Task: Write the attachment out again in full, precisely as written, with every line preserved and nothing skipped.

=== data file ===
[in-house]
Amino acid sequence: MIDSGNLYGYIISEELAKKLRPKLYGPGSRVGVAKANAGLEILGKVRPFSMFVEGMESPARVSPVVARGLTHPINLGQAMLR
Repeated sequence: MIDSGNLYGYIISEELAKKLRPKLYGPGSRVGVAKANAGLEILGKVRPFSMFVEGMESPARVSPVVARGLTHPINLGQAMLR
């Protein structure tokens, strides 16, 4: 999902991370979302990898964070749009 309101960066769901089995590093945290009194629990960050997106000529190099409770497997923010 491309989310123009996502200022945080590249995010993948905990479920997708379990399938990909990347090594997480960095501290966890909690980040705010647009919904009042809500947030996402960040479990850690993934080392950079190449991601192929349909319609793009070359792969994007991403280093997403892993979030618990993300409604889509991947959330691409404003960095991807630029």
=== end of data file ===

[in-house]
Amino acid sequence: MIDSGNLYGYIISEELAKKLRPKLYGPGSRVGVAKANAGLEILGKVRPFSMFVEGMESPARVSPVVARGLTHPINLGQAMLR
Repeated sequence: MIDSGNLYGYIISEELAKKLRPKLYGPGSRVGVAKANAGLEILGKVRPFSMFVEGMESPARVSPVVARGLTHPINLGQAMLR
């Protein structure tokens, strides 16, 4: 999902991370979302990898964070749009 309101960066769901089995590093945290009194629990960050997106000529190099409770497997923010 491309989310123009996502200022945080590249995010993948905990479920997708379990399938990909990347090594997480960095501290966890909690980040705010647009919904009042809500947030996402960040479990850690993934080392950079190449991601192929349909319609793009070359792969994007991403280093997403892993979030618990993300409604889509991947959330691409404003960095991807630029």